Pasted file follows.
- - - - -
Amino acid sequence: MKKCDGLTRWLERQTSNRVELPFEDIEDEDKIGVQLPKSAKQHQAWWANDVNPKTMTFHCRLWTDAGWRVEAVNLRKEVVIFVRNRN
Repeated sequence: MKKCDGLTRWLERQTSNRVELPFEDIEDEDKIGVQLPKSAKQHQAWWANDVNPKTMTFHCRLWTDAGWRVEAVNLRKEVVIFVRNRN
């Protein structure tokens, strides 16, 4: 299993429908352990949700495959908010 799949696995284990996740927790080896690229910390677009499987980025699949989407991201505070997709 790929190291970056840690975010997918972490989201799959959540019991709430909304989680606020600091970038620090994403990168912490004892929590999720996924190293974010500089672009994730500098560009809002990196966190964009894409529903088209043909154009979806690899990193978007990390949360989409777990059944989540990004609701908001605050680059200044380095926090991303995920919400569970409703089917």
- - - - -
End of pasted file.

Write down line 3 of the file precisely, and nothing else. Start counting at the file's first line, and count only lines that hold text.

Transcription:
């Protein structure tokens, strides 16, 4: 299993429908352990949700495959908010 799949696995284990996740927790080896690229910390677009499987980025699949989407991201505070997709 790929190291970056840690975010997918972490989201799959959540019991709430909304989680606020600091970038620090994403990168912490004892929590999720996924190293974010500089672009994730500098560009809002990196966190964009894409529903088209043909154009979806690899990193978007990390949360989409777990059944989540990004609701908001605050680059200044380095926090991303995920919400569970409703089917």